Paul the preacher "was completely absorbed in preaching the message, showing the Jews as clearly as he could, that Jesus is the Christ" (Acts 18:5). This was at Corinth. He told the elders at Ephesus, "I have never shrunk from declaring to you, the complete will of God" (Acts 20:27). Writing to Timothy he said: "I urge you … preach the word of God. Never lose your sense of urgency. Prove, correct and encourage using the utmost patience in your teaching."

The admonition on Timothy remains one to be taken to heart by preachers and the advice is apt and necessary still.

J.S. Stewart, an accredited authority on preaching, had this to say to preachers: "Preach the resurrection as the one fact above all others which vitally concerns, not only the life of the individual Christian, but the entire human scene and the destiny of the race."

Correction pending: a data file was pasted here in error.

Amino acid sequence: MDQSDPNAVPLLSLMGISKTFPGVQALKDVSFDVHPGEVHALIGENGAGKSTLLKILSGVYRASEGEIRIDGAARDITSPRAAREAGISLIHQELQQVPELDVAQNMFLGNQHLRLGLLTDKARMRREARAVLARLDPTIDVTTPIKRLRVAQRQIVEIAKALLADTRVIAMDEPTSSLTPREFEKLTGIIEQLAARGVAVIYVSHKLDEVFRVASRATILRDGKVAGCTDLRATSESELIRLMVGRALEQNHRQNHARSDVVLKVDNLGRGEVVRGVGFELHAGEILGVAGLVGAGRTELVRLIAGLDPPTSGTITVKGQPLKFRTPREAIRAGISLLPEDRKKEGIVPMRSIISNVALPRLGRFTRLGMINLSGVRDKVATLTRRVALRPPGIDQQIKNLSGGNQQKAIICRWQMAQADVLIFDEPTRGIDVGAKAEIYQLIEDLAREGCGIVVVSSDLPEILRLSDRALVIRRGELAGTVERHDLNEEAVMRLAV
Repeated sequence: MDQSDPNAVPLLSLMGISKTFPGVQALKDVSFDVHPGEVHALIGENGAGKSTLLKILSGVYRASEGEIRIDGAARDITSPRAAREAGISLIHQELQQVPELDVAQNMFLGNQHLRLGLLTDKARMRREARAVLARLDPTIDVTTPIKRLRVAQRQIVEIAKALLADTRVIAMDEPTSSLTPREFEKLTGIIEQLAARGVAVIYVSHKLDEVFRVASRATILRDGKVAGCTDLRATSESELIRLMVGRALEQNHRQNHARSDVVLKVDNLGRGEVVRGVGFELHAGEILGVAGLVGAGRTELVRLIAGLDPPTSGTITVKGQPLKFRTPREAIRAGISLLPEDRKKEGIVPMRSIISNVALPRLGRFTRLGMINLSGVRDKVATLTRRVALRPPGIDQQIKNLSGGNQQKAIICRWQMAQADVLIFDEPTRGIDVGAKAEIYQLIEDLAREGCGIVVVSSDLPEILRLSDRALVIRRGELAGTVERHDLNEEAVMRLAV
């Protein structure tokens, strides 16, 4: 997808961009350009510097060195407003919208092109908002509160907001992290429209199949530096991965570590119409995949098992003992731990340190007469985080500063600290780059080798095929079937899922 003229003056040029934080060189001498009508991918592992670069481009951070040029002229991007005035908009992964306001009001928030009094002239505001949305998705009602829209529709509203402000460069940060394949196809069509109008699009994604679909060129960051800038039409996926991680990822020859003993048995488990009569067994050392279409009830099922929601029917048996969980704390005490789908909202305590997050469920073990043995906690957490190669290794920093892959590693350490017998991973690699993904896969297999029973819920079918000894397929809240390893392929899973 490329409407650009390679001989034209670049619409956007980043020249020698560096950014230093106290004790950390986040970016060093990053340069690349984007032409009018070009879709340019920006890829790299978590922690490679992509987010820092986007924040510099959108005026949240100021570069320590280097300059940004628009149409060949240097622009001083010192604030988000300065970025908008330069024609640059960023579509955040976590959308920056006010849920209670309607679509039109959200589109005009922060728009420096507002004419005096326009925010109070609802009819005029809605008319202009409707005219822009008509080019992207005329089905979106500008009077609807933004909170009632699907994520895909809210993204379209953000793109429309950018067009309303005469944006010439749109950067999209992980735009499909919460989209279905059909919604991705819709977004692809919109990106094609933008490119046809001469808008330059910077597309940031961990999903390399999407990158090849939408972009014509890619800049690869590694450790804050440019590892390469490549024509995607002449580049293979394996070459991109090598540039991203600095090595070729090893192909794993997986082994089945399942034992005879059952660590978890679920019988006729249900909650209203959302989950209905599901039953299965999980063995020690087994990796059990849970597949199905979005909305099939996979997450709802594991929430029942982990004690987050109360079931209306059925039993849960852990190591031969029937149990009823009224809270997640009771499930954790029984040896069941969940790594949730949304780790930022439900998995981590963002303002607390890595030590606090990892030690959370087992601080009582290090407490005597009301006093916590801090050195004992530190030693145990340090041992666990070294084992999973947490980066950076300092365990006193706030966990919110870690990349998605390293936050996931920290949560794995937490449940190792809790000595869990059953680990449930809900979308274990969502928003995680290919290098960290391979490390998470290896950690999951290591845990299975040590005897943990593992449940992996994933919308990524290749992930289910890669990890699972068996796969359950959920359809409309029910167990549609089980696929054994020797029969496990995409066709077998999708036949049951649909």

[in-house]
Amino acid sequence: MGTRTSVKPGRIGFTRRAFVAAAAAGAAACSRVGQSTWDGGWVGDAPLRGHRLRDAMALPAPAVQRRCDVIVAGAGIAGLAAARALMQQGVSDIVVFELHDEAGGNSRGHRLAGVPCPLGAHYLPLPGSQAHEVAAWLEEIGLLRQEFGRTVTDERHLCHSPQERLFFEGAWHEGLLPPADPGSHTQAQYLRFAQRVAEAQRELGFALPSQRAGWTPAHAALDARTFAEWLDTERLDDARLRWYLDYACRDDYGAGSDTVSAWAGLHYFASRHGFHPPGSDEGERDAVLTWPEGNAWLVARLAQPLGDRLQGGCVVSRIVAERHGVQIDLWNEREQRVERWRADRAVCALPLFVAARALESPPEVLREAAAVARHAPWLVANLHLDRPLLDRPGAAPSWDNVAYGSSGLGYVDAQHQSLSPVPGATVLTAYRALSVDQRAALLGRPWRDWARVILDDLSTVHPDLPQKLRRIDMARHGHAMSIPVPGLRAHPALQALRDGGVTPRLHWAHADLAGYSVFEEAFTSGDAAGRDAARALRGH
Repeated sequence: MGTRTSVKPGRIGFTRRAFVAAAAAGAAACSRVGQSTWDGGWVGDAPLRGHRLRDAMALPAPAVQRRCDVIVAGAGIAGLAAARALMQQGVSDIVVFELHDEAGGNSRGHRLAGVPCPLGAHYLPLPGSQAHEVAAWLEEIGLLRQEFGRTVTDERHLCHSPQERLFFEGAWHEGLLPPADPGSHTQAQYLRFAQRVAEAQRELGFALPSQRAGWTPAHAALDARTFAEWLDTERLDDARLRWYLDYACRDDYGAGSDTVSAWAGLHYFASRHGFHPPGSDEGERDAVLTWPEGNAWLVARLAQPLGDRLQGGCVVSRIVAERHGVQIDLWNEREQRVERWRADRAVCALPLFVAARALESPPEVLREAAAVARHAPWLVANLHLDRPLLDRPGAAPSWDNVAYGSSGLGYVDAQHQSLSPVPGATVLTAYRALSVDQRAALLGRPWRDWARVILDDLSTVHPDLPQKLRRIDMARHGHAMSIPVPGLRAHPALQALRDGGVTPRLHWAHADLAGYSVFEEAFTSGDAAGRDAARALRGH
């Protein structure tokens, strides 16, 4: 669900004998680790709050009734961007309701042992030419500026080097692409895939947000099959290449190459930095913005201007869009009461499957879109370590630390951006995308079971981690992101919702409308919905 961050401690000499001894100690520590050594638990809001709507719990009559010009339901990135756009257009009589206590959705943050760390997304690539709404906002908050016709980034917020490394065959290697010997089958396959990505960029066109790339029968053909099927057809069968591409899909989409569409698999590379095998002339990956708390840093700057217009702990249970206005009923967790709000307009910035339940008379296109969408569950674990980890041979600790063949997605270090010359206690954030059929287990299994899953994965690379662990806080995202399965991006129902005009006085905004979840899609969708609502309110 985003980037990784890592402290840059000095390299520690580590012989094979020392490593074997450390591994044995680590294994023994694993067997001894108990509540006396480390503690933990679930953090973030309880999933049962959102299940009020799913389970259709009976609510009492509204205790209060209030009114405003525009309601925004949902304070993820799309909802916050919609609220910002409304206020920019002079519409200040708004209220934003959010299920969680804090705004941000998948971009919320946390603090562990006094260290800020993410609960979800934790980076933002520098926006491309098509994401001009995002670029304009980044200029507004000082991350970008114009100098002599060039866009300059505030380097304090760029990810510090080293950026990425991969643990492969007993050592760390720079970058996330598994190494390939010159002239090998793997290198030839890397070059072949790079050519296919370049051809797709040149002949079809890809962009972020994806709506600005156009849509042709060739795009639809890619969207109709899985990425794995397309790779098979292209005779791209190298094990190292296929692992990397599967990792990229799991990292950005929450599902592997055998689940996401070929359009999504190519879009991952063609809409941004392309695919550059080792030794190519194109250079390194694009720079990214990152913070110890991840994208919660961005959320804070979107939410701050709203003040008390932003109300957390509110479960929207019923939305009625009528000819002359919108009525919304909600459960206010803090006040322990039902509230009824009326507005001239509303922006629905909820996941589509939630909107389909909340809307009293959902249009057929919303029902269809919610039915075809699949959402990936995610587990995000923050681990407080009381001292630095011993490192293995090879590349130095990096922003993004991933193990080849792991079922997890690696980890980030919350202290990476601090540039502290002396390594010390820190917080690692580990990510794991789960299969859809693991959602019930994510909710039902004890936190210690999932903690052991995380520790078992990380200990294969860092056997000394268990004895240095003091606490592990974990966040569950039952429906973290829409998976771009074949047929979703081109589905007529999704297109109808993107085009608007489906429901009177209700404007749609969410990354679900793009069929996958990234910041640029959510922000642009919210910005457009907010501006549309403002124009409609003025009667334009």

The individual was the constant concern of Jesus. His way of reaching and teaching people has been described as "the one with the few, Jesus and His disciples; the one with the many, Jesus and the crowds who gathered to hear Him; and the one with the other, Jesus and His conversations with those He met one by one." There is a particular attraction in these meetings and they emphasise the value of person to person contact in Christian work and witness.

Bishop MacNeice wrote in Belfast's "Hungry Thirties" "It is the business of the Church to bear witness to the sacredness of human personality, and to say with plainness that any system which can produce a great wealth, but which cannot use it so as to prevent great destitution stands condemned by conscience and by reason."

The Christian faith is at its best when it is most personal and practical. This is to contend that the preacher and the church, representing the caring Christ, has something to say on everything that matters to people.